By Hardy Haberman |

LGBT candidates won in local races Tuesday because they campaigned on issues affecting their local communities. Gay marriage lost in Maine because straights don’t want to think about gay sex.

Annise Parker, right, celebrates an earlier political victory with her spouse and children.

"Disappointed" doesn’t really describe my emotions over the marriage defeat in Maine Tuesday night, and so I am not going to try to spin it in a positive light.

Spin won’t cut it in this case.

The LGBT community spent a lot of money in Maine to support a bill that the Maine Legislature felt was the right thing to do.

The problem was a lot of zealous bigots felt giving LGBT people the right to marry would somehow hurt their marriages.

They used fear and the old "gay threat to our children" ploy — and it worked.
The anti-gay-marriage groups played the "child card" by intimating that if same-sex marriage was made legal, teachers would be forced to explain gay sex to kids.

Of course the bill said no such thing. But I guess lying is just fine as long as you are doing it to further the oppression of a minority. 

OK, enough disappointment. Here are the stories you probably didn’t hear:
In Kalamazoo, Mich., voters overwhelmingly voted in favor of an anti-discrimination ordinance that specifically protects LGBT people.

Ordinance 1856 protects LGBT citizens against discrimination in housing, employment and public accommodations. The Kalamazoo City Commission passed and repealed this law twice before it went to the voters to decide, and 62 percent of the voters said it was the right and good thing to do.

In Chapel Hill, N.C., an openly gay member of their city council was elected mayor, the third gay mayor in North Carolina!

Meanwhile back here in Texas, down I-45 more citizens of Houston voted for an openly lesbian candidate for mayor than any other candidate in a crowded race.

Annise Parker got 30 percent of the votes and is now in a runoff for mayor.

So what did these local candidates do that the folks defending marriage in Maine forgot?

First of all, the local candidates run on issues that are important to all citizens in their town. Same-sex marriage is only really important to same-sex couples.

That makes it easier to ignore the injustice, because it doesn’t affect the majority of voters.

But also, these local candidates did not have to deal with the basic problem with the whole same-sex marriage issue —that word, "sex."

As I have said before, the "sex" part of the equation is a big stumbling block for many people. A lot of straight people do not want to think about the technicalities of gay sex, and when you talk about marriage you are talking about sex.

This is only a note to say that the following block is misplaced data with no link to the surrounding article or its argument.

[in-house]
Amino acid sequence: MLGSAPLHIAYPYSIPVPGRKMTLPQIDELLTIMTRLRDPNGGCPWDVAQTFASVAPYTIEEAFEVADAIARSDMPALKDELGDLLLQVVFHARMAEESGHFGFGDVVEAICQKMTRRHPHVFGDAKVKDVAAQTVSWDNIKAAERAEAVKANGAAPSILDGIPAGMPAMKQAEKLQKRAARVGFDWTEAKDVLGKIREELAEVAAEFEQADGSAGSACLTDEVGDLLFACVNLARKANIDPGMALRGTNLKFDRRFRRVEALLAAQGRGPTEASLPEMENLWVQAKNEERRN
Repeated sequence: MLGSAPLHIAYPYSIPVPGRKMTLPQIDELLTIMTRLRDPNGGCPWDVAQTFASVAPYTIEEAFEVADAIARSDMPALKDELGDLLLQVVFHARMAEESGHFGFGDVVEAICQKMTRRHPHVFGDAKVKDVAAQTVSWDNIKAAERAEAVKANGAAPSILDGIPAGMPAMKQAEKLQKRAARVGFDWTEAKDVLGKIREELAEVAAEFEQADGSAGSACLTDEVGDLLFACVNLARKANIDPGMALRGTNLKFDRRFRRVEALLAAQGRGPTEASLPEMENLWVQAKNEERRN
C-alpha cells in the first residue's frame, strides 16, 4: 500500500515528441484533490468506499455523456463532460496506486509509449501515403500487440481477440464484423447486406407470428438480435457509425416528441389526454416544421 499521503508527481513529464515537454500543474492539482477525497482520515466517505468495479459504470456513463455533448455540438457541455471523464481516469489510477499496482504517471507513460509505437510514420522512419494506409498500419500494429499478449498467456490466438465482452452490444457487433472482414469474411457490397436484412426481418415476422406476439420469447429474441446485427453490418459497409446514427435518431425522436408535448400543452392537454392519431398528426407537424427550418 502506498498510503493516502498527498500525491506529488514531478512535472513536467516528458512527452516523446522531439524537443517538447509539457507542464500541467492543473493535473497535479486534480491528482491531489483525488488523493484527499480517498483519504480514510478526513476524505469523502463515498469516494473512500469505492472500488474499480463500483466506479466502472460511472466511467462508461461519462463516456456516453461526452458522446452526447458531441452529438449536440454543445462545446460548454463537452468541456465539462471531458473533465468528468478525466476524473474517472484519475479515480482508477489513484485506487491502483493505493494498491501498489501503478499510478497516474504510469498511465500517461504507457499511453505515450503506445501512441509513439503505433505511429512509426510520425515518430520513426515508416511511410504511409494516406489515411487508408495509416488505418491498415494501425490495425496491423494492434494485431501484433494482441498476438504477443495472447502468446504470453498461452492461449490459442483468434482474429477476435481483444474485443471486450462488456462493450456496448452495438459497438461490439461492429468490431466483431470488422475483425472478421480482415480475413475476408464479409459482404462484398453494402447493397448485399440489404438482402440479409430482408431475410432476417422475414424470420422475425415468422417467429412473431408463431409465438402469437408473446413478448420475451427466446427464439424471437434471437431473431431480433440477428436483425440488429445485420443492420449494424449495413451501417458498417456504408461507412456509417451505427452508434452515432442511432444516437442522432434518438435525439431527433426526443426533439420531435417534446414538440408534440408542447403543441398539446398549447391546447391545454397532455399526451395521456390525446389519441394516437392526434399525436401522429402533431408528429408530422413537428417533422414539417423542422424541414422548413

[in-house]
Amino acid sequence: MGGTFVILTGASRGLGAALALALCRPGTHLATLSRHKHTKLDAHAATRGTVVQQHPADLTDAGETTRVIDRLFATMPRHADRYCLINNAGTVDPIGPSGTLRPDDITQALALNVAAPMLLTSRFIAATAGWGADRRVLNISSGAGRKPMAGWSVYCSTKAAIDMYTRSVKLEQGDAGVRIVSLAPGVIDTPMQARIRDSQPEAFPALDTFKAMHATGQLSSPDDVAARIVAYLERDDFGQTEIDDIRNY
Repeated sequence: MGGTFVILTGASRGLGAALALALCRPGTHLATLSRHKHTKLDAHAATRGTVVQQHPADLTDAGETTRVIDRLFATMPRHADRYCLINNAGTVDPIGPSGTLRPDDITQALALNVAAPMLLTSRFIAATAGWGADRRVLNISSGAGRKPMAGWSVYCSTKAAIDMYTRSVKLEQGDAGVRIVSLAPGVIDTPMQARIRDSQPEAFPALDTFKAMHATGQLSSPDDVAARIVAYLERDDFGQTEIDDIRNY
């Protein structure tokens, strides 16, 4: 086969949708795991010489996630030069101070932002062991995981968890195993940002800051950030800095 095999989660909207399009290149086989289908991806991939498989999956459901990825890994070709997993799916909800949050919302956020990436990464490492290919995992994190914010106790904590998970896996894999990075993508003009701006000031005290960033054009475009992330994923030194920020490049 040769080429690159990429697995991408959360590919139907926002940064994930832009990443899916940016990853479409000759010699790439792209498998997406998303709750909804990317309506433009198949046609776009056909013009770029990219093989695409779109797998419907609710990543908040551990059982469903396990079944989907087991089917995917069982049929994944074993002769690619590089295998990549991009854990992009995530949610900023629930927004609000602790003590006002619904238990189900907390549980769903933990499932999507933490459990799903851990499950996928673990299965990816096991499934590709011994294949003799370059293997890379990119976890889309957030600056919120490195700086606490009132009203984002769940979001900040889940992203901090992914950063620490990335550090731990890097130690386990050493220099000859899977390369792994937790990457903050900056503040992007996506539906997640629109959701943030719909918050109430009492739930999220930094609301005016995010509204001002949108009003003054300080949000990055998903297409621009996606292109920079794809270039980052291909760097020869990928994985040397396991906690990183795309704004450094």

Drawing the line in the sand with same-sex marriage is a much tougher battle than talking about equal rights. The religious right long ago gave up their zeal to enforce "separate but equal" when it came to civil rights for racial minorities, so it would seem to me an easier sell to take that route.

Try thinking like a right-winger for a bit, or at least use some of their "logic."

Since the Supreme Court’s Lawrence v. Texas decision, gay people can have sex legally. However because of the Defense of Marriage Act and other laws, they are not allowed to legitimize that coupling.

In other words, the laws are forcing gay people to have "out of wedlock" sex, or no sex at all. That cognitive dissonance might work for a while, but if taken as a moral objection it could make sense in their worldview.

Has any LGBT rights group pointed at DOMA and said it is forcing LGBT people into illegitimate relationships? DOMA makes "fornicators" of us all!

OK, like I said, it is a strange logic. But if you follow the right-wing rules, that’s the truth. 

So let’s just drop this whole marriage bit and go for the gold. Equality is the real fight and marriage will follow.

It’s time we let America really know that we are not going to be satisfied with "separate but equal."

Maybe we need to set up fake drinking fountains next to public ones that say "GAY ONLY." Some outward sign of the institutionalized discrimination that is going on might make people think.

It is going to take making the issue of equality for LGBT people a local issue.  When you are facing discrimination in your own back yard it’s much harder to ignore.

Hardy Haberman is a longtime local LGBT activist. His blog is at

This article appeared in the Dallas Voice print edition November 06, 2009.цена продвижения сайтаинтернет реклама гугл